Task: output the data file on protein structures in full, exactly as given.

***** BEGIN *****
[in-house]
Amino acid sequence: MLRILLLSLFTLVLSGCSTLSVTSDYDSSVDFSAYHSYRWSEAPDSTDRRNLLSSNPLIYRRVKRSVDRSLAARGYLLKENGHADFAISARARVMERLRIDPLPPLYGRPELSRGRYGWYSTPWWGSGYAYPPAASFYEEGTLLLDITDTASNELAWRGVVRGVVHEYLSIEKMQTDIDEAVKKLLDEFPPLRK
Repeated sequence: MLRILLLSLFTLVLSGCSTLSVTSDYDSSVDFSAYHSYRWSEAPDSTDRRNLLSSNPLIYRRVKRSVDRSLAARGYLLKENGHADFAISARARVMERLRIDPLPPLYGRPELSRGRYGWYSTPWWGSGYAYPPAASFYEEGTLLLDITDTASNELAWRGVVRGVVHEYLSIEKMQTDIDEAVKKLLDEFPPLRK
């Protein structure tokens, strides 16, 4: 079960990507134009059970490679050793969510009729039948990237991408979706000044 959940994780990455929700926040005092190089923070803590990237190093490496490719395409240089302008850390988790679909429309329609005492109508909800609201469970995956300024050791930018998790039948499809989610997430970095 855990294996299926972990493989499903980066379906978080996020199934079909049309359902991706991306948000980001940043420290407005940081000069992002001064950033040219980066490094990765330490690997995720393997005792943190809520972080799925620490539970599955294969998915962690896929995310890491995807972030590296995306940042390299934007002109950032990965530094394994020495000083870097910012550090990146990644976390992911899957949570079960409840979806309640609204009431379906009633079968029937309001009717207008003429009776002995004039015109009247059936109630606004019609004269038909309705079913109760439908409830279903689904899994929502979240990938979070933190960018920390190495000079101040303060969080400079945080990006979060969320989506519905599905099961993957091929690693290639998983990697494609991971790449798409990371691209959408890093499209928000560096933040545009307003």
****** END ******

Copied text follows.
[in-house]
Amino acid sequence: MLRILLLSLFTLVLSGCSTLSVTSDYDSSVDFSAYHSYRWSEAPDSTDRRNLLSSNPLIYRRVKRSVDRSLAARGYLLKENGHADFAISARARVMERLRIDPLPPLYGRPELSRGRYGWYSTPWWGSGYAYPPAASFYEEGTLLLDITDTASNELAWRGVVRGVVHEYLSIEKMQTDIDEAVKKLLDEFPPLRK
Repeated sequence: MLRILLLSLFTLVLSGCSTLSVTSDYDSSVDFSAYHSYRWSEAPDSTDRRNLLSSNPLIYRRVKRSVDRSLAARGYLLKENGHADFAISARARVMERLRIDPLPPLYGRPELSRGRYGWYSTPWWGSGYAYPPAASFYEEGTLLLDITDTASNELAWRGVVRGVVHEYLSIEKMQTDIDEAVKKLLDEFPPLRK
């Protein structure tokens, strides 16, 4: 079960990507134009059970490679050793969510009729039948990237991408979706000044 959940994780990455929700926040005092190089923070803590990237190093490496490719395409240089302008850390988790679909429309329609005492109508909800609201469970995956300024050791930018998790039948499809989610997430970095 855990294996299926972990493989499903980066379906978080996020199934079909049309359902991706991306948000980001940043420290407005940081000069992002001064950033040219980066490094990765330490690997995720393997005792943190809520972080799925620490539970599955294969998915962690896929995310890491995807972030590296995306940042390299934007002109950032990965530094394994020495000083870097910012550090990146990644976390992911899957949570079960409840979806309640609204009431379906009633079968029937309001009717207008003429009776002995004039015109009247059936109630606004019609004269038909309705079913109760439908409830279903689904899994929502979240990938979070933190960018920390190495000079101040303060969080400079945080990006979060969320989506519905599905099961993957091929690693290639998983990697494609991971790449798409990371691209959408890093499209928000560096933040545009307003």